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A Reader of Fictions: Riot Girl - Good Charlotte

A Reader of Fictions

Book Reviews for Just About Every Kind of Book

Thursday, March 29, 2012

Riot Girl - Good Charlotte

Invisible Sun

Author: David Macinnis Gill
Pages: 352
ARC Acquired from: HarperCollins via NetGalley

Description from Goodreads:
Obsessed with MUSE, the clandestine project that created the AI in his brain, mercenary chief Durango draws the ire of the government when he steals part of the secret project data and hightails it with his lieutenant, Vienne, to an ancient monastery. There, he meets the monks who raised Vienne from an orphan and also encounters soldiers working for his old nemesis, the crime lord Mr. Lyme. Lyme controls the territory surrounding the monastery, as well as the datacenters housing the rest of MUSE.

Undeterred, Durango and Vienne pull off an ill-advised raid on Lyme’s complex. During the ensuing battle, however, Vienne is captured, and Durango is beaten and left for dead. Now, wounded and shaken, Durango must overcome bounty hunters, treacherous terrain, a full scale civil war, and a warrior monk with an eye for vengeance (not to mention his own guilt, self-doubt, and broken arm) to find Vienne and free her from Archibald, a brain-washing pyromaniac with a Napoleon complex who wants to rule Mars--and kill Durango in the process.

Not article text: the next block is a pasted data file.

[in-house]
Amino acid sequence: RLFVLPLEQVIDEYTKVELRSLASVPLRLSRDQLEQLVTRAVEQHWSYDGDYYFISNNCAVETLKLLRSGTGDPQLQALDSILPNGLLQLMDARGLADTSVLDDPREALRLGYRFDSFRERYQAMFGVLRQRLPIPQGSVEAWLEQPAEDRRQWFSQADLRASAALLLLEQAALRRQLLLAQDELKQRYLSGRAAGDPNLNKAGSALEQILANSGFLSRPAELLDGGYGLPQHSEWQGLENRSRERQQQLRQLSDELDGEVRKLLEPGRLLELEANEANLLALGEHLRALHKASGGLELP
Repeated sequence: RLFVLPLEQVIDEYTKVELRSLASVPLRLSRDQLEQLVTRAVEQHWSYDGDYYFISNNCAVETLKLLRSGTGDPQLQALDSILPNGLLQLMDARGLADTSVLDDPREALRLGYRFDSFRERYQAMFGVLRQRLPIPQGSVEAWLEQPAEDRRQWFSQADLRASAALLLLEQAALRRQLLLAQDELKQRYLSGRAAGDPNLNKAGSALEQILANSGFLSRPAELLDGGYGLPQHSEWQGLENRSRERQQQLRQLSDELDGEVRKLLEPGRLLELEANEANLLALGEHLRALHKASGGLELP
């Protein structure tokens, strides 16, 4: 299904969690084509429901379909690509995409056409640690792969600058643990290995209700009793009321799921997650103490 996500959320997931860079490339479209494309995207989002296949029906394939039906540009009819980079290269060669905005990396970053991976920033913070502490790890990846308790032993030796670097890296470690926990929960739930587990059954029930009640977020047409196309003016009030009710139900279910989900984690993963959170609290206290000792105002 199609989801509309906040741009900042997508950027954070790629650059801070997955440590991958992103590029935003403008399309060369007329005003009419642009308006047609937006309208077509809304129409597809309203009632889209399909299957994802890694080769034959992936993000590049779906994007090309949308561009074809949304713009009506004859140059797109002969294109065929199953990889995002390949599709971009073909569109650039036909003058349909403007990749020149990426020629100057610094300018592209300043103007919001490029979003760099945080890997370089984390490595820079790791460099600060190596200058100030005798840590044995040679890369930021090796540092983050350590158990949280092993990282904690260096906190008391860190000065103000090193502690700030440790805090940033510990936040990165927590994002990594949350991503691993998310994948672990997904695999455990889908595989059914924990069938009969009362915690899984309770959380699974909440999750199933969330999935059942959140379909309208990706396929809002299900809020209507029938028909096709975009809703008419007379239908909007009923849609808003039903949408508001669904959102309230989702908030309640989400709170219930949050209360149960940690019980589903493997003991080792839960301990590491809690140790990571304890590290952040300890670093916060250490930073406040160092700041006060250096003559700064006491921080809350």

First Sentence: "Vienne points the gun, squeezes the trigger, and fires a live round square into my chest."

Review:
I read the first book Black Hole Sun after I got an ARC at ALA 2010. I liked it, but wasn't especially into it. Actually, I gave away my copy of that one. My memories of that one are very limited, as in I basically only remembered Mimi and that there was a ton of action. So, basically, I am starting over with a clean slate.

My first impressions of this were highly positive, except for the CW-style cover. Skeptical as I was going in, I'm really glad I gave this series another try. What I really like about Invisible Sun is how it defies gender norms. Durango may be a regulator, basically a mercenary badass, but he knows that his partner Vienne has so much more skills than he does. And he's totally cool with his female partner and girlfriend being more powerful than he is. Gotta love a guy that appreciates a strong woman.

Another thing I really enjoyed was that people swore largely in foreign languages. Why do I like this? Because of Firefly. That's really all I have to say on that, except that if you haven't seen that show, you should go watch it immediately.

The one recommendation I would make to improve this book is to better distinguish between Durango's conversations with Mimi and those with people. As is, it is very difficult to tell when he stops talking with Mimi and begins conversing with someone else. Also, I'm not really sure if he's talking out loud to Mimi or just thinking to her. I just think it would have been a lot more comprehensible if the exchanges with Mimi were in italics.

Invisible Sun is an action-packed read. I recommend it to anyone who is sick of the typical gender dynamics and gender roles in YA lit. This was refreshing and I look forward to the next installment!

Rating: 3.5/5

Favorite Quote: "'A poet would use this place as a metaphor for the failed Mars Utopia.'"

"My girl's a hot girl
A hood rat who needs an attitude adjustment"

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1 Comments:

Anonymous Christina Kit. said...

I like it when gender roles are twisted:))

Thanks for the review!

March 30, 2012 at 6:30 AM  

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